The lawsuit against Facebook is apparently designed to piggy-back off U.S. law principles, including the Anti-Terrorism Act, which is said to allow American citizens injured in terrorist attacks to sue anybody involved in helping the terrorists. But, based on similar previous legal precedents, the lawsuit is unlikely to succeed although it would at least gain the Israel Law Center some publicity, and potentially lend additional support to its voice.

Another prominent protesting group is the Jewish human rights group the Simon Wiesenthal Center (SWC), whose spokesmen stated that: “Social networks have been used by terrorists and their supporters to celebrate and incite deadly continuous attacks on Jewish men, women, and children across Israel.”

In the interim, Facebook has responded by pulling down such accounts, comments videos and posts deemed offensive or otherwise in conflict with its policies. Complaints lodged with other social media channels, primarily Google-owned YouTube and Twitter, have resulted in similar action being taken.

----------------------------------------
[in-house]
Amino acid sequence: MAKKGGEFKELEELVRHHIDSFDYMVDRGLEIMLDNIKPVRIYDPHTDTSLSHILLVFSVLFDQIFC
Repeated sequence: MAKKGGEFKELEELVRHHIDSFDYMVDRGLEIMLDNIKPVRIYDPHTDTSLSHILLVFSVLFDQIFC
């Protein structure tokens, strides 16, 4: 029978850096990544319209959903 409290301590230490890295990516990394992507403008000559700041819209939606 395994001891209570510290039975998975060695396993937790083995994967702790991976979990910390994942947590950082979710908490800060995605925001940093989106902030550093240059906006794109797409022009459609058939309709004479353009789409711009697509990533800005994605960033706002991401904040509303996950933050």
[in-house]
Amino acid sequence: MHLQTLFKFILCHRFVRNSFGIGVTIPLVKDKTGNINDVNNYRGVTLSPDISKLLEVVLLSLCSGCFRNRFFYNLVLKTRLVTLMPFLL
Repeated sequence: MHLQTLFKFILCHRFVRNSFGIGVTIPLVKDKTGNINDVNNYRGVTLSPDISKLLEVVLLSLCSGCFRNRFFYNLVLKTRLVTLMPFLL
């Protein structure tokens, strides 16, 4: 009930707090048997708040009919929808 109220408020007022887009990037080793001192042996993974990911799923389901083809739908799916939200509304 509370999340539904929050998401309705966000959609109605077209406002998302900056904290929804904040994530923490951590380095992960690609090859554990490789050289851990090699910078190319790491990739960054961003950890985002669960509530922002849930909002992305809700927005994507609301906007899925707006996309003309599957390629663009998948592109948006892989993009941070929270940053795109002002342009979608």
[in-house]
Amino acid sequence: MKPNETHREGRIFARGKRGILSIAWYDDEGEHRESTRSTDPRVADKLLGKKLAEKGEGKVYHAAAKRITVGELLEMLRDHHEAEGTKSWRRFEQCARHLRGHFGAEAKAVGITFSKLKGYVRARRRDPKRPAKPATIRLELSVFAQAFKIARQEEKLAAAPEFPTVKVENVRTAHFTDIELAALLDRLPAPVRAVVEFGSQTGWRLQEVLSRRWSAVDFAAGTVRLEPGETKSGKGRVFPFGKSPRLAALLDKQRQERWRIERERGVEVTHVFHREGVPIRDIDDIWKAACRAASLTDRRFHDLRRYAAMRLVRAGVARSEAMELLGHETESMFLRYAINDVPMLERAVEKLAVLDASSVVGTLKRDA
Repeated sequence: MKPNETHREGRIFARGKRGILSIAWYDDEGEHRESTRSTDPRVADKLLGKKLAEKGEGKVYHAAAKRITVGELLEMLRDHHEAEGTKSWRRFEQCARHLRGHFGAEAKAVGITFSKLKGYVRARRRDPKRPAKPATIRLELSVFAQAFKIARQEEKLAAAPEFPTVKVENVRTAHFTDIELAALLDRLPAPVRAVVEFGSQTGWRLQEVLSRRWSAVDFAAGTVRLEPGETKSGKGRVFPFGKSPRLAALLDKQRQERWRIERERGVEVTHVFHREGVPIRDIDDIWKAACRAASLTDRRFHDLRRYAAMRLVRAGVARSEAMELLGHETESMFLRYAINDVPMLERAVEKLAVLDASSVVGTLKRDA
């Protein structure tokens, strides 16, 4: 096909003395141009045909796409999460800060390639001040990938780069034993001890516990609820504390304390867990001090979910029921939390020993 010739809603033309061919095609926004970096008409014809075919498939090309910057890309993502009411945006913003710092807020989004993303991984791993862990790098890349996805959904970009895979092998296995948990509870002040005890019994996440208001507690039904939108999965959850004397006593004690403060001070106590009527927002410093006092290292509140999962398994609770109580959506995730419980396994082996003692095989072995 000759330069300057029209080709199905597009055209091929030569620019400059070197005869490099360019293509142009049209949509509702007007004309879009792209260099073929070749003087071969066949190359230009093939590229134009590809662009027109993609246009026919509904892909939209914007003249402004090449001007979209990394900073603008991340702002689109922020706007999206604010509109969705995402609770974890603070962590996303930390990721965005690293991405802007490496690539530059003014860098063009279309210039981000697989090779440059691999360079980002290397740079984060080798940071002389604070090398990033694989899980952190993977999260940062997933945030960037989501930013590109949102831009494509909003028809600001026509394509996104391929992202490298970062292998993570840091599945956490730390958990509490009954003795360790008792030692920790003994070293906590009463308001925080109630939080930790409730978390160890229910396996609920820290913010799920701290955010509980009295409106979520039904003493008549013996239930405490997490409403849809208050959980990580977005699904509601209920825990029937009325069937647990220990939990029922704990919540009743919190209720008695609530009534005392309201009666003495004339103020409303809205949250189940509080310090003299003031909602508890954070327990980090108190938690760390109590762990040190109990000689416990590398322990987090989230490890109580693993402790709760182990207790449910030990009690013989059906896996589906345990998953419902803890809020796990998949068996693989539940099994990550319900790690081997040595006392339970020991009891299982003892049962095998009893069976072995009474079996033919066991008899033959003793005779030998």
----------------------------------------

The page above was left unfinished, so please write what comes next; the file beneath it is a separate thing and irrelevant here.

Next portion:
The problem with this approach, however, is that it is essentially re-active. It is only after the postings have been made and potentially circulated virally, that action can be taken to pull down the offensive posts. By then, it would be too late to minimize their reach and impact.

Matters are not helped by the fact that social media platforms depend primarily upon user complaints and reports, to be alerted on potential violations or abuses of policy. It has been noted that this approach effectively leaves policing in the hands of users, with the websites merely making the final decision as to whether or not something reported constitutes hate speech.

Yet another issue was reportedly identified by one Ms. Perlov,  Arab social media expert. She observed that Israeli and Palestinian security services had arrested hundreds of online instigators in recent months, but that it had done little good because “ideas are becoming immortal — you can take down pages but it will multiply itself.”